Category Archives: Heavy metals / trace elements

Environment and biological, Trace metals and heavy metals, trace elements in environmental samples, trace metals in biological materials.
Queensland focus.

Still no answers on toxic lead levels found in NT children’s blood

ABC News 3 February 2016

More than a year after children in three Northern Territory communities were found with elevated levels of lead in their blood, the NT Health Department says the cause has still not been identified.

http://www.abc.net.au/news/2016-02-03/elevated-lead-levels-in-childrens-blood-nt/7135508

Single molecule detection of contaminants, explosives or diseases now possible

(Penn State 11 January 2016) A technique that combines the ultrasensitivity of surface-enhanced Raman scattering (SERS) with a slippery surface invented by Penn State researchers will make it feasible to detect single molecules of a number of chemical and biological species from gaseous, liquid or solid samples. This combination of slippery surface and laser-based spectroscopy will open new applications in analytical chemistry, molecular diagnostics, environmental monitoring and national security.

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Two sites at Garbutt shown to be contaminated with toxic lead

Townsville Bulletin January 22, 2016

A GARBUTT property once used to dismantle batteries has been blamed for causing the lead poisoning of a neighbouring business owner.
However, although the current property user, international materials giant Arrium, has instituted a dust management plan, a spokesman for the conglomerate has rejected testing results that show the site is dangerous.
According to a report commissioned by Townsville City Council, the results of soil samples taken from both the Arrium site, used by its OneSteel Recycling division, and the neighbouring property, occupied by Townsville Demolitions, are well over the so-called Health Investigation Limit for lead.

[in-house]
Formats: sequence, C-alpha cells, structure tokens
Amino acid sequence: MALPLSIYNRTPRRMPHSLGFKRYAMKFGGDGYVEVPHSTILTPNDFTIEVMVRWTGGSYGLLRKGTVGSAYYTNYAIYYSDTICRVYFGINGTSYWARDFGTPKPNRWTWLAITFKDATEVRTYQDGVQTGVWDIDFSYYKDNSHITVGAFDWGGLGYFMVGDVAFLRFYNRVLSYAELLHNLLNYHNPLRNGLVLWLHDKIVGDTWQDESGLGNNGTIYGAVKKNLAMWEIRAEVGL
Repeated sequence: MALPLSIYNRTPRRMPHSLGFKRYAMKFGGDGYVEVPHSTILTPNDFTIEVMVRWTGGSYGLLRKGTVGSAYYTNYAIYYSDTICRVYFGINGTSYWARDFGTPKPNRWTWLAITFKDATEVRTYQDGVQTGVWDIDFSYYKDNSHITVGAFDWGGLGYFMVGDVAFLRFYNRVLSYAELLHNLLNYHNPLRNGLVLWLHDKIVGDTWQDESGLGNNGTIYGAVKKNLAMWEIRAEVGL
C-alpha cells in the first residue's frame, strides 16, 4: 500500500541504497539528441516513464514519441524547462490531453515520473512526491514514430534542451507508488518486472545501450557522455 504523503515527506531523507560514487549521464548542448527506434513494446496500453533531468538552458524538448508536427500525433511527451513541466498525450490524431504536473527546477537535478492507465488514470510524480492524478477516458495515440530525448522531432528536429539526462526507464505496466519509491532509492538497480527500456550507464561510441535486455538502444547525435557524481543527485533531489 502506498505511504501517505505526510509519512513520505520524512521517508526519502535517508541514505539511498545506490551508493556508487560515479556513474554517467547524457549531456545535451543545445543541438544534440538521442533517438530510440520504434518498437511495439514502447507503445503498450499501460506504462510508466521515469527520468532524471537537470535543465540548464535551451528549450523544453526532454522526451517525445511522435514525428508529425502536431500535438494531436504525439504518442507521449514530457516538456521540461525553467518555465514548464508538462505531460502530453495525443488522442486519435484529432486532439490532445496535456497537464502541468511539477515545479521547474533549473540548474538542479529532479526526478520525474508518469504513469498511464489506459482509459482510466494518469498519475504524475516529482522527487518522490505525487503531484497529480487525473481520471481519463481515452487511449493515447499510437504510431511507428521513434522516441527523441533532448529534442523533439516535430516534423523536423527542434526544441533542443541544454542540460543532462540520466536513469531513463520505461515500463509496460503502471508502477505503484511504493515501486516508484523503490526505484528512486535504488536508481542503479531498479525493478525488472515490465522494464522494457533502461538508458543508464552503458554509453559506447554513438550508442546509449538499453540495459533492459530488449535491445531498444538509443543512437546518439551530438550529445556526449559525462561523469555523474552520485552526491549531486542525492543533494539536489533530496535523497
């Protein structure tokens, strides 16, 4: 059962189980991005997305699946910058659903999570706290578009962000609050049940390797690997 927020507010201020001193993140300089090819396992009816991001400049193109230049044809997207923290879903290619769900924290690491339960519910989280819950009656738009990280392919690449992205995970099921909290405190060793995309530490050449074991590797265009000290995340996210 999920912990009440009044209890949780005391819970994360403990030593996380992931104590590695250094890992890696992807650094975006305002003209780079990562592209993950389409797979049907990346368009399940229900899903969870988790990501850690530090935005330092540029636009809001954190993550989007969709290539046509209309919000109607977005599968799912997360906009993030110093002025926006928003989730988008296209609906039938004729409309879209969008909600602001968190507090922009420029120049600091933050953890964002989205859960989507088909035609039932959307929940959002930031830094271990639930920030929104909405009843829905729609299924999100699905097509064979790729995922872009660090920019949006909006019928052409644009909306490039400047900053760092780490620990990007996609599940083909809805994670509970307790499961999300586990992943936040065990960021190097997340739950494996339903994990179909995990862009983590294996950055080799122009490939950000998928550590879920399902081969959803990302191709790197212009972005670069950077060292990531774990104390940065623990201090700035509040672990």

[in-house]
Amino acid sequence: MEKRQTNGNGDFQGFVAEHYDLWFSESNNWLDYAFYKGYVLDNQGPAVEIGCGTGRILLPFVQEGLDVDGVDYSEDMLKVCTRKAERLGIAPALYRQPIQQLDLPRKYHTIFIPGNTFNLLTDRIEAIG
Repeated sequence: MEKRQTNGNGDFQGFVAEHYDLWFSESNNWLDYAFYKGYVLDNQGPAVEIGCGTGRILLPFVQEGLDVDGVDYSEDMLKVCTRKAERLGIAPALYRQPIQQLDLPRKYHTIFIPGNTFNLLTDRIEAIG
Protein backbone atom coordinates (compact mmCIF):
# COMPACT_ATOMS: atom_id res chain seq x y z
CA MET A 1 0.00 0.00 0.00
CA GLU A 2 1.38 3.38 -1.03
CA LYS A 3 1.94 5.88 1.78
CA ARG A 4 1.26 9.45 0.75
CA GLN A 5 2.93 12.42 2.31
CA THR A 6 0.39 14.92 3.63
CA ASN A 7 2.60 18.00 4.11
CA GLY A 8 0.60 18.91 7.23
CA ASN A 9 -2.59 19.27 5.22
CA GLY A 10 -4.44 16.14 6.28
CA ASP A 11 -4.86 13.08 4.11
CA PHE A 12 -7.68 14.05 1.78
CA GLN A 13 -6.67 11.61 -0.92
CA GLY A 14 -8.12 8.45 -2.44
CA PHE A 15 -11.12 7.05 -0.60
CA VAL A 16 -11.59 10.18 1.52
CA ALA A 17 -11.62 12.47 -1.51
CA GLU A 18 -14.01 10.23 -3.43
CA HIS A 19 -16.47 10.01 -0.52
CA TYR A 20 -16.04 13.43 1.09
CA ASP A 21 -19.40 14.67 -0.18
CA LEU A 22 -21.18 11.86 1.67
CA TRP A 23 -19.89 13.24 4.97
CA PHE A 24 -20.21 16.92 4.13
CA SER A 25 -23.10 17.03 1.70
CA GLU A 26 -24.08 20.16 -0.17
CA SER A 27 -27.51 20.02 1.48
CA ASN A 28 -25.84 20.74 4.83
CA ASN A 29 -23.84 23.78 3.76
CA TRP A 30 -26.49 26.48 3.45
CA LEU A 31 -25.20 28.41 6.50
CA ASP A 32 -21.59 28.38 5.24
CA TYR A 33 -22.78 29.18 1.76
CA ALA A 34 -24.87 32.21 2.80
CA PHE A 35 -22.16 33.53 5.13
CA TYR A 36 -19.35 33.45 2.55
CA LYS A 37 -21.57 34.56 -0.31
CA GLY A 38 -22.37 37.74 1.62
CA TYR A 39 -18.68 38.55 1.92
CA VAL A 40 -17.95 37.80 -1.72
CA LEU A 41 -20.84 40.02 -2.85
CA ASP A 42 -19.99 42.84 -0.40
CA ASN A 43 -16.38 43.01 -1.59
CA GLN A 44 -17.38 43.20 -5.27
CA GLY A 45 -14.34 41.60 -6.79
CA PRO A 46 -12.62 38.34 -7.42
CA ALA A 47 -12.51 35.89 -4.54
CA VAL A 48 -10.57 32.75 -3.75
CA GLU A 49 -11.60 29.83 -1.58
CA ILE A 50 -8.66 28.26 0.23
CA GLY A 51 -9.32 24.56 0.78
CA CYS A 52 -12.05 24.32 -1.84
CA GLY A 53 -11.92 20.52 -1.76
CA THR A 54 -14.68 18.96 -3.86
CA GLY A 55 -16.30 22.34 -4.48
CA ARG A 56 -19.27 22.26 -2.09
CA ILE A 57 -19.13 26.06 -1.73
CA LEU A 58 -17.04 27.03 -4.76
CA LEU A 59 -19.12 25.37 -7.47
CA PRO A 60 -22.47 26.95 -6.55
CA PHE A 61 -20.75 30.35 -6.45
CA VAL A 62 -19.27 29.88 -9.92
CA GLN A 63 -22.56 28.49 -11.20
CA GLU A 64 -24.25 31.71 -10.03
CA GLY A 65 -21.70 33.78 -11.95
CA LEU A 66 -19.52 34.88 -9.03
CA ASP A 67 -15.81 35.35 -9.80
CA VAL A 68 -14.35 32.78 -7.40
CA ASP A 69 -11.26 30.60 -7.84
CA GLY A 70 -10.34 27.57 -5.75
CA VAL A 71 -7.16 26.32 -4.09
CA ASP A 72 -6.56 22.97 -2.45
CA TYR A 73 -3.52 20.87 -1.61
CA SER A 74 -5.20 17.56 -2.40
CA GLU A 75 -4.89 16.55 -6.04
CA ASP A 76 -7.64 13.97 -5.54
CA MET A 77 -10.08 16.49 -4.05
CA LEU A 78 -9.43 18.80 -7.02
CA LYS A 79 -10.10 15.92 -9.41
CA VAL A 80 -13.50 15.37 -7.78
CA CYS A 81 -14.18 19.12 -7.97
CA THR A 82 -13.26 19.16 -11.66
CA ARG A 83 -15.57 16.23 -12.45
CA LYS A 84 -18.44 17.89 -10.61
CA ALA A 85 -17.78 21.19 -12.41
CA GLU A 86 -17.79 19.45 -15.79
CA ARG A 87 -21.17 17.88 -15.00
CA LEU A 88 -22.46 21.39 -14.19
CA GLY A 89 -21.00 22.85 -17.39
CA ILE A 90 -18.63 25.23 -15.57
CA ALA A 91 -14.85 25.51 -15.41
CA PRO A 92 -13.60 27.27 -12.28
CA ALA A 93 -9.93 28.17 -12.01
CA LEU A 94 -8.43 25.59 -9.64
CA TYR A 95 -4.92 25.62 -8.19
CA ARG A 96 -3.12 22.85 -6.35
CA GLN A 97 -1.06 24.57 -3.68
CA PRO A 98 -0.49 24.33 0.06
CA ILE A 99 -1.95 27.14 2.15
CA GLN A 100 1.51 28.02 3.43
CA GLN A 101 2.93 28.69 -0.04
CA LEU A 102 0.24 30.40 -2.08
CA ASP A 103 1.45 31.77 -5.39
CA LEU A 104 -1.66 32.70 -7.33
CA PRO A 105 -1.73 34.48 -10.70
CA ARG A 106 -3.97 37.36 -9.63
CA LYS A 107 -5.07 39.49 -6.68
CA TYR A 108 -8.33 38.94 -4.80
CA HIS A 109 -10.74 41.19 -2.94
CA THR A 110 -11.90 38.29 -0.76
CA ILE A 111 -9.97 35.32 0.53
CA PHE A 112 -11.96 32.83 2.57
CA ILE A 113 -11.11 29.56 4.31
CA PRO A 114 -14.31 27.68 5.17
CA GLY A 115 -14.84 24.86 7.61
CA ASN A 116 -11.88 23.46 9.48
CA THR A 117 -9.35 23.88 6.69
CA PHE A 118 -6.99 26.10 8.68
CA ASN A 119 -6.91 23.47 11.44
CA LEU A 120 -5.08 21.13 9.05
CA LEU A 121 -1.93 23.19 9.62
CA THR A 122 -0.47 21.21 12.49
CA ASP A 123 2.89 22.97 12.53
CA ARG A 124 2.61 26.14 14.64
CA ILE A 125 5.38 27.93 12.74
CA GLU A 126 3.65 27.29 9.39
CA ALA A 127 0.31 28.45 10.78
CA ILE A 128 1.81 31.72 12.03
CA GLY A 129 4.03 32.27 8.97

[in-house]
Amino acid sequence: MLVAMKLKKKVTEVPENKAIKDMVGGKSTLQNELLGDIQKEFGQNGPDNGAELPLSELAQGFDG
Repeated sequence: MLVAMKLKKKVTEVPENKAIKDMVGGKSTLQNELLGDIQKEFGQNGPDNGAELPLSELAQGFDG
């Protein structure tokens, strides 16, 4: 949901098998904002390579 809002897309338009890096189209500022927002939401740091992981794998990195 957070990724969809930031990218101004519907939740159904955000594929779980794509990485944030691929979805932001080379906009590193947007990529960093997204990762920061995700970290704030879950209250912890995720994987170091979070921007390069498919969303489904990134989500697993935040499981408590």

The report, conducted by Pacific Environment Ltd and dated December 2014, states: “A potential human health risk is present and further action and/or investigation should be performed.”

Read more: http://www.townsvillebulletin.com.au/news/two-sites-at-garbutt-shown-to-be-contaminated-with-toxic-lead/news-story/ae40fd97805674dadf81e79122c8ead8

Lead exposure linked to ADHD in kids with genetic mutation

Association for Psychological Science 8 January 2016

Exposure to small amounts of lead may contribute to ADHD symptoms in children who have a particular gene mutation, according to new research published in Psychological Science, a journal of the Association for Psychological Science.

“This research is valuable to the scientific community as it bridges genetic and environmental factors and helps to illustrate one possible route to ADHD. Further, it demonstrates the potential to ultimately prevent conditions like ADHD by understanding how genes and environmental exposures combine,” says lead researcher Joel Nigg, professor of psychiatry and behavioral neuroscience at the OHSU School of Medicine.

The analysis showed a heightened association between lead exposure and ADHD symptoms — particularly hyperactivity-impulsivity — in those with the HFE C282Y gene mutation, present in approximately 10 percent of US children.

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Chemistry: Four elements added to periodic table

BBC News 4 January 2016

The International Union of Pure and Applied Chemistry (IUPAC) formally added four chemical elements to the periodic table on 30 December 2015.  A team of Russian and American researchers had provided sufficient evidence to claim the discovery of elements 115, 117 and 118.

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Who, What, Why: How do elements get their names?

UGA research links inorganic mercury exposure to damaged cell processes

(University of Georgia 22 December 2015) University of Georgia research has found that inorganic mercury, which was previously thought to be a less harmful form of the toxic metal, is very damaging to key cell processes.

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Fracking plays active role in generating toxic metal wastewater, Dartmouth study finds

(Dartmouth College 15 December 2015) The production of hazardous wastewater in hydraulic fracturing is assumed to be partly due to chemicals introduced into injected freshwater when it mixes with highly saline brine naturally present in the rock. But a Dartmouth study investigating the toxic metal barium in fracking wastewater finds that chemical reactions between injected freshwater and the fractured shale itself could play a major role.

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